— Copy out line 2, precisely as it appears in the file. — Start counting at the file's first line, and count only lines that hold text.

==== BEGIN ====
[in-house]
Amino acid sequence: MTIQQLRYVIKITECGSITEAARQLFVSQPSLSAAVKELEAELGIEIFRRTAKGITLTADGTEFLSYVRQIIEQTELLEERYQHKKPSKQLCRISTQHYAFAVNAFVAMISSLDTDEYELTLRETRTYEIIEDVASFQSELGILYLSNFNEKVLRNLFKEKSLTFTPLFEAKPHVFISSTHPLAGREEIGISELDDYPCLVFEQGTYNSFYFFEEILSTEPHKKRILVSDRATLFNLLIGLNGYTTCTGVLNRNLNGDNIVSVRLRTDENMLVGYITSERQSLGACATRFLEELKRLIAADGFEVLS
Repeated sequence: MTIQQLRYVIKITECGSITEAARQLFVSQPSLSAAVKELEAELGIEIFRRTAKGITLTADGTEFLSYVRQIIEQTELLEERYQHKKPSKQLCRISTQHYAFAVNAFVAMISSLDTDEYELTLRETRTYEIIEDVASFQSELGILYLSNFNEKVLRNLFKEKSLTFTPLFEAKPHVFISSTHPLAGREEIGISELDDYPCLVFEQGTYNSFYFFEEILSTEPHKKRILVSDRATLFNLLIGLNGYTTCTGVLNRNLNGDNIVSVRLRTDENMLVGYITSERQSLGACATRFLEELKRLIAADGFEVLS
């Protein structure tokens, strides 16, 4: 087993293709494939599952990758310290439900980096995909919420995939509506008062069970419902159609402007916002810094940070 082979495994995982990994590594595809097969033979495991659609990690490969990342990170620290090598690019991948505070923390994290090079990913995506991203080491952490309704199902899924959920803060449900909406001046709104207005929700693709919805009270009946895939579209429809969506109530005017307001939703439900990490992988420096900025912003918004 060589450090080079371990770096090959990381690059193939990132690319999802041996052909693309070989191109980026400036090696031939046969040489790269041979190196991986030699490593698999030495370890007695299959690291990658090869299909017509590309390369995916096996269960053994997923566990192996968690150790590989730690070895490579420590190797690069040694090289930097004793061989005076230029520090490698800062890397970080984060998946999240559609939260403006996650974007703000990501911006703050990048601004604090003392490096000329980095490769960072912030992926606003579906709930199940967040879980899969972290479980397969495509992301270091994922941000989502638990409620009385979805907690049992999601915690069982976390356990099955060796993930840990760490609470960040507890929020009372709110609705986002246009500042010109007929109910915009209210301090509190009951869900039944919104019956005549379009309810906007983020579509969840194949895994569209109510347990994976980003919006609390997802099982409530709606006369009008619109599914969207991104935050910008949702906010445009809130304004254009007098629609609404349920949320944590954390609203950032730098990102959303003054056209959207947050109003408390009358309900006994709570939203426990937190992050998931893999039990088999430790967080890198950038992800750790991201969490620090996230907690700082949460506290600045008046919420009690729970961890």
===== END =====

Amino acid sequence: MTIQQLRYVIKITECGSITEAARQLFVSQPSLSAAVKELEAELGIEIFRRTAKGITLTADGTEFLSYVRQIIEQTELLEERYQHKKPSKQLCRISTQHYAFAVNAFVAMISSLDTDEYELTLRETRTYEIIEDVASFQSELGILYLSNFNEKVLRNLFKEKSLTFTPLFEAKPHVFISSTHPLAGREEIGISELDDYPCLVFEQGTYNSFYFFEEILSTEPHKKRILVSDRATLFNLLIGLNGYTTCTGVLNRNLNGDNIVSVRLRTDENMLVGYITSERQSLGACATRFLEELKRLIAADGFEVLS